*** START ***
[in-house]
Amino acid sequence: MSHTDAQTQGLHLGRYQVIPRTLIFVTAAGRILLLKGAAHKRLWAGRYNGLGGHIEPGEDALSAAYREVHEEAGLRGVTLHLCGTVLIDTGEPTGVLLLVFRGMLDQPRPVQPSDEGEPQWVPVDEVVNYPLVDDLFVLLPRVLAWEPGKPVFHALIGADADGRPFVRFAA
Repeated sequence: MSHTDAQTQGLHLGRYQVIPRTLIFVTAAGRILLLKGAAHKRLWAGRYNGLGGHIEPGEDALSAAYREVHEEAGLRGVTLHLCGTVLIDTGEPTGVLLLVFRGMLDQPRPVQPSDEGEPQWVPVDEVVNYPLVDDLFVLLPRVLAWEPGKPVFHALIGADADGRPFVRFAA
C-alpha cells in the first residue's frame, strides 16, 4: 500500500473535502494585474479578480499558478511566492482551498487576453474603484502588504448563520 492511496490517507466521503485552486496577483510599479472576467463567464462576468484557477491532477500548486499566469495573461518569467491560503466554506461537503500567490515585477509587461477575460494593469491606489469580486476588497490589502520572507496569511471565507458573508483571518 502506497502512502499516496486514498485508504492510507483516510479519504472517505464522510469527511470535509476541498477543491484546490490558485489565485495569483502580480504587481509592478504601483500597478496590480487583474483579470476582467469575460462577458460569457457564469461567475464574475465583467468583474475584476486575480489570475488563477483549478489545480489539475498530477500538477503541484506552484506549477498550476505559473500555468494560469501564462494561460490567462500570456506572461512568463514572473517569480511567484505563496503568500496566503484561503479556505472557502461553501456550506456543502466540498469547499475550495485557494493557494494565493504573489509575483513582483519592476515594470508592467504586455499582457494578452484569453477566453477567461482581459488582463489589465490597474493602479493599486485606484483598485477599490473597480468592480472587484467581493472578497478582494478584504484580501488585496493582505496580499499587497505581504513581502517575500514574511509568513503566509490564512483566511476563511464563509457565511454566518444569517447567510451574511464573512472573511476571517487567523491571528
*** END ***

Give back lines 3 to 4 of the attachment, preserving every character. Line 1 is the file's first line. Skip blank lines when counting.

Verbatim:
Repeated sequence: MSHTDAQTQGLHLGRYQVIPRTLIFVTAAGRILLLKGAAHKRLWAGRYNGLGGHIEPGEDALSAAYREVHEEAGLRGVTLHLCGTVLIDTGEPTGVLLLVFRGMLDQPRPVQPSDEGEPQWVPVDEVVNYPLVDDLFVLLPRVLAWEPGKPVFHALIGADADGRPFVRFAA
C-alpha cells in the first residue's frame, strides 16, 4: 500500500473535502494585474479578480499558478511566492482551498487576453474603484502588504448563520 492511496490517507466521503485552486496577483510599479472576467463567464462576468484557477491532477500548486499566469495573461518569467491560503466554506461537503500567490515585477509587461477575460494593469491606489469580486476588497490589502520572507496569511471565507458573508483571518 502506497502512502499516496486514498485508504492510507483516510479519504472517505464522510469527511470535509476541498477543491484546490490558485489565485495569483502580480504587481509592478504601483500597478496590480487583474483579470476582467469575460462577458460569457457564469461567475464574475465583467468583474475584476486575480489570475488563477483549478489545480489539475498530477500538477503541484506552484506549477498550476505559473500555468494560469501564462494561460490567462500570456506572461512568463514572473517569480511567484505563496503568500496566503484561503479556505472557502461553501456550506456543502466540498469547499475550495485557494493557494494565493504573489509575483513582483519592476515594470508592467504586455499582457494578452484569453477566453477567461482581459488582463489589465490597474493602479493599486485606484483598485477599490473597480468592480472587484467581493472578497478582494478584504484580501488585496493582505496580499499587497505581504513581502517575500514574511509568513503566509490564512483566511476563511464563509457565511454566518444569517447567510451574511464573512472573511476571517487567523491571528